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The strange paintings of a brilliant madman

Florida has become associated with sunshine, beaches and theme parks, all of which have become familiar to residents. But did you know that Floridians can also attest to having one of the two largest collections of work by Salvador Dalí in the world?

The Salvador Dalí Museum in St. Petersburg houses a magnificent collection of works by Dalí and is currently exhibiting three works loaned from the Dalí Foundation in Spain.

The three loaned works are among the first paintings viewers encounter after passing through security and entering the exhibition space. The first is “Group of Women Imitating the Gestures of a Schooner.” Painted in 1940, it features three elongated and slender female figures with sails that appear to stem straight from their bodies. The figures act as a schooner, a type of sailing vessel, seemingly succumbing to the wind as the sails, tied to their forearms, thighs and nipples, catch the breeze and gradually pull them forward.

Though the figures are not entirely defined, their bodies seem muscular and taut as the sails inflate. Dalí chose a limited palette for this painting, implementing only browns, blues, blacks and whites. Although all of the loaned pieces are oil paint on canvas, it is most apparent in “Group of Women,” as Dalí applied the paint heavily in some areas. This allows viewers, if they look closely enough, to see the texture of the paint as it is raised off the canvas.

Female figures with sails attached to their bodies are a recurring theme in Dalí’s work, as are the thin, dark crutches supporting various limbs of these figures. In another piece by Dalí called “The Ship,” the body of a woman is shown taking the place of the body of a ship with the sails attached accordingly as she moves forward.

Next, the “Ascension of St. Cecilia,” finished in 1955, depicts a female figure amid a shower of fragmented rhinoceros horns. Again, Dalí used very few colors for the majority of this canvas, with the rhinoceros horns painted a dark gray on a lighter background color. Observed from afar, the fragmented horns seem to dominate the composition, making the female figure almost indiscernible. However, upon approaching the work, the brightly robed figure of St. Cecilia seems to emerge almost magically.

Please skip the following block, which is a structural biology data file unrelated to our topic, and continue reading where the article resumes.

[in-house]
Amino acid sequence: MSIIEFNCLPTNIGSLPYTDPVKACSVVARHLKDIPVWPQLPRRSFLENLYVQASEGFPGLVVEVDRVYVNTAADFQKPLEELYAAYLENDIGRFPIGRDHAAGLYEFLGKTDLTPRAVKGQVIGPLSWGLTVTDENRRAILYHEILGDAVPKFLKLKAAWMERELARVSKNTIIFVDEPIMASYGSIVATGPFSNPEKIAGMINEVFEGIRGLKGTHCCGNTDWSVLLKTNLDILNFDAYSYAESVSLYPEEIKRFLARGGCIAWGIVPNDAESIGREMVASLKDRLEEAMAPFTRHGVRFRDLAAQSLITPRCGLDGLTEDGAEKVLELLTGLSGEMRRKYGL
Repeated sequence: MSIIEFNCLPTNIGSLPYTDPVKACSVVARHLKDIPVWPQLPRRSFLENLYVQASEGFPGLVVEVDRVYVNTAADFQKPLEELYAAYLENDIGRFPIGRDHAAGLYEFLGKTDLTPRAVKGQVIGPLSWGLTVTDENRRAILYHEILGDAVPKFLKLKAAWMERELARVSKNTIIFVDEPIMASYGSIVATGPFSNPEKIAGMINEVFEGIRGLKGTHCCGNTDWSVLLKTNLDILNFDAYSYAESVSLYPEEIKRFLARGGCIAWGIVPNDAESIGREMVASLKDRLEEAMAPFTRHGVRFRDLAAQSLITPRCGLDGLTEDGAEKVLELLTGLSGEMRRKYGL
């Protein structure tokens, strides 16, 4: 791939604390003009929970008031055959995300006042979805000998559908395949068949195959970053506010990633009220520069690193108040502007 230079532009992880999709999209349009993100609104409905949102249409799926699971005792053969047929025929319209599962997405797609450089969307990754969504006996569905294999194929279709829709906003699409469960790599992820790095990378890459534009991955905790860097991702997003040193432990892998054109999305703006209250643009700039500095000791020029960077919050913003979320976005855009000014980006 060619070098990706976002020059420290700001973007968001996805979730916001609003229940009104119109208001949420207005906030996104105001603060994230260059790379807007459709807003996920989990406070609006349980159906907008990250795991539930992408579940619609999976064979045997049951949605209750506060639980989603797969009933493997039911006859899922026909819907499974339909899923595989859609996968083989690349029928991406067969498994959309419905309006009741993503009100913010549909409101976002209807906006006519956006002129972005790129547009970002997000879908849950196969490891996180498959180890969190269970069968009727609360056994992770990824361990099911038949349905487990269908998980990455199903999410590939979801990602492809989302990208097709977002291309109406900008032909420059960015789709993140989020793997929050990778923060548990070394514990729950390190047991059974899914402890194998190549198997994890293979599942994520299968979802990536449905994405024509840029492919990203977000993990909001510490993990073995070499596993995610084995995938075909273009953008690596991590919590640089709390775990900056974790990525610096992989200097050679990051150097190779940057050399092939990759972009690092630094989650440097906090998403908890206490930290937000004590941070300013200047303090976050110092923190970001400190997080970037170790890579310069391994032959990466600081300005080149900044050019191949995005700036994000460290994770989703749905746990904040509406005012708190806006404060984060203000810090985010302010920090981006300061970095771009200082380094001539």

Upon inspection, the image of St. Cecilia appears transparent as she raises her face to the sky and seems to disintegrate into the various rhinoceros horn particles. It is understood that Dalí was influenced by Italian Renaissance painter Raphael in composing his own image of Cecilia. Viewers can appreciate Dalí’s astounding control over the medium. Many of Dalí’s works offer crisp, clean images that hardly look as though created with paint.

Finally, “The Swallow’s Tail – Series on Catastrophes” (1983) is considered one of Dalí’s last works. “The Swallow’s Tail” is a true display of Dalí’s technical skill and cleverness as a painter. The painting presents what looks like a white piece of paper, or perhaps a stiff canvas that’s crumpled and torn in some areas and looks as though it is being stretched out to various points around the edge of the canvas. On the stretched material Dalí has painted various solid black lines and a grayish-blue silhouette of half a cello in the upper left corner, in addition to the f-holes of a cello painted in solid black and red.

The plaque to the right of the piece reveals it was based on the theories of French mathematician René Thom. This work is very unlike the majority of the pieces in the exhibition, as it is more minimal and abstract than the work Dalí is known for. It is fascinating to compare “Swallow’s Tail,” one of Dalí’s last paintings, to another painting in the St. Petersburg collection, “Landscape,” which is thought to be Dalí’s first painting. This marks the first time these two works – “Landscape” and “Swallow’s Tail” – have ever been exhibited together, serving as a testimony to the fascinating progression of Dalí’s skills and creativity as one of art’s most influential painters.

The pieces are on loan from the Dalí Foundation in Spain until March 2008. The Dalí Museum is located at 1000 3rd St. S. in St. Petersburg. The museum is open Monday – Wednesday 9:30 a.m. – 5:30 p.m., Thursday 9:30 a.m. – 8 p.m., Friday 9:30 a.m. – 6:30 p.m., Saturday 9:30 a.m. – 5:30 p.m. and Saturday 12 p.m. – 5:30 p.m.